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Al-Bireh stadium construction resumed under specter of halt

Dec. 31, 2009 12:21 P.M. (Updated: Jan. 3, 2010 3:36 P.M.)
By: Mya Guarnieri
Ramallah - Mya Guarnieri - Construction on the Al-Bireh stadium resumed last week, a month after the Israeli forces shut-down the project.

But Palestinian officials are not celebrating - the mood is tense, and the building feverish, as the fate of the stadium remains uncertain.

Work on the stadium began in October 2008, after the FIFA-financed turf was completed. Building commenced with great fanfare - FIFA President Joseph Blatter helped to lay the stadium's first stone at the inauguration ceremony.

Blatter also attended the Palestine-Jordan football match at the Al-Husseini Stadium, a landmark meeting as it was Palestine's first time hosting a team from abroad. The significance of the match was not lost on Blatter, who stated in a press release: "Football is about much more than just kicking a ball. The aim of football is not only to put the ball in the net, but to touch the world and build a better future…"

Speaking of both the Palestine-Jordan match and the Al-Bireh stadium, Hikmat Abu Ras of the Palestinian National Authority's Ministry of Planning comments, "Sports are like an ambassador. It's a message to the world—we are here, we have rights like any nation."

And considering the stadium's funding - France and Germany are footing the cost of the stands - it seems like the international community is not only listening, but chiming in.

"The stadium is a symbol," Abu Ras says, "Like when you build a mosque or a church, you feel like you are in a free country, an independent state." Hosting a foreign team and building a new stadium were steps, however small, towards getting Palestine on its feet, Abu Ras explains.

The momentum came to a screeching halt on 1 November. The Al-Bireh municipality received a stop-work order issued by Israel's Supreme Planning Council - the same body that green-lighted the stadium almost 30 years ago, according to a report in Israel's daily newspaper Haaretz. The order also included threats of demolition.

The spokesperson for the office of Coordination of Government Activities in the Territories (COGAT) told Ma'an at the time, that "Construction took place without the necessary permits and contrary to building plans in force at the location, thus prompting enforcement action.

The Civil Administration in Judea and Samaria is working expeditiously with the Palestinian Authority's General Authority for Civil Affairs out of a desire to resolve the issue. It was decided between both sides that the El-Bireh municipality will submit updated building plans, after which the issuance of a tentative clearance for continued building will be considered."

In regards to the resumed construction - with has been confirmed by FIFA, the Palestinian National Authority, and the Palestine Football Association - COGAT has no additional comments at this time.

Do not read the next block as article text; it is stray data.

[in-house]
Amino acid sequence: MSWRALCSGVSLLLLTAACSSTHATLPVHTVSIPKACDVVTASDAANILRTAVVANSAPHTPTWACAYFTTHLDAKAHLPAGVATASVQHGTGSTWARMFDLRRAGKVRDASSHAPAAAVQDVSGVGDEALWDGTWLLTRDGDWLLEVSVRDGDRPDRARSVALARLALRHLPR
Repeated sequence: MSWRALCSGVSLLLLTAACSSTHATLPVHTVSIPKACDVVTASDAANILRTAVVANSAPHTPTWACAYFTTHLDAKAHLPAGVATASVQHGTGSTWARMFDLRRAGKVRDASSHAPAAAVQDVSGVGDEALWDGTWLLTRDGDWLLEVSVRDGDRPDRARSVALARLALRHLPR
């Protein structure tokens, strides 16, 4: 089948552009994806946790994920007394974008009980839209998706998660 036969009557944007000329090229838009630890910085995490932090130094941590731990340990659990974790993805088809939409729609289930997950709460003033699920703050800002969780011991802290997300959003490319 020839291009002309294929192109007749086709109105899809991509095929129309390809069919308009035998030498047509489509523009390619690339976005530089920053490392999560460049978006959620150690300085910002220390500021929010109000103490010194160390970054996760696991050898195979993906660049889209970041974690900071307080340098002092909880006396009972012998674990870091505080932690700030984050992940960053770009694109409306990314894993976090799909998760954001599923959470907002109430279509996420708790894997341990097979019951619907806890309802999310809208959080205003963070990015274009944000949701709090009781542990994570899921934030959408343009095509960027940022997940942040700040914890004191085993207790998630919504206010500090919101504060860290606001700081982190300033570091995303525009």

A spokesperson for FIFA said, "The President of the Palestine FA attended a meeting this Monday (21 December) at FIFA in Zürich to discuss this topic. The stadium project is based in Zone A [Area A], and therefore following a period of monitoring, FIFA was informed that this case is now closed, and the project will continue."

Will it?

According to Haaretz, there has been some debate as to whether the land is situated in Area A, which falls under Palestinian jurisdiction, or Area C, which is subject to Israeli control under the terms of the Oslo Agreement. Despite the fact that the stadium seems to be well within the borders of the Al-Bireh municipality, it may be one link in a chain of Area C islands that, effectively, carve up and cripple Palestine.

Speaking to Haaretz, COGAT called the location of the stadium "illegal."

But Abu Ras asserts, "Al-Bireh is in Zone A."

For now, Al-Bireh's stadium is safe from demolition. And it is getting closer, everyday, to completion. But the case underscores the demoralizing lack of agency felt by both the Palestinian people and government.

"There are no independent decisions for the Palestinian people," Abu Ras says. "We live under the Israeli shoe."

From his Ramallah office - which is undecorated save for a framed photo of himself shaking hands with Yasser Arafat, taken some 20 years ago - Abu Ras discusses the stadium and other development as not just a symbol of freedom, but also of continued occupation.

"We have to build a state," he says. "This state needs security, a strong economy, and infrastructure."

And despite "a small and weak financial situation" Ramallah is expanding, Abu Ras says. But, as in the case of the stadium, "the occupation will put obstacles in front of any development."
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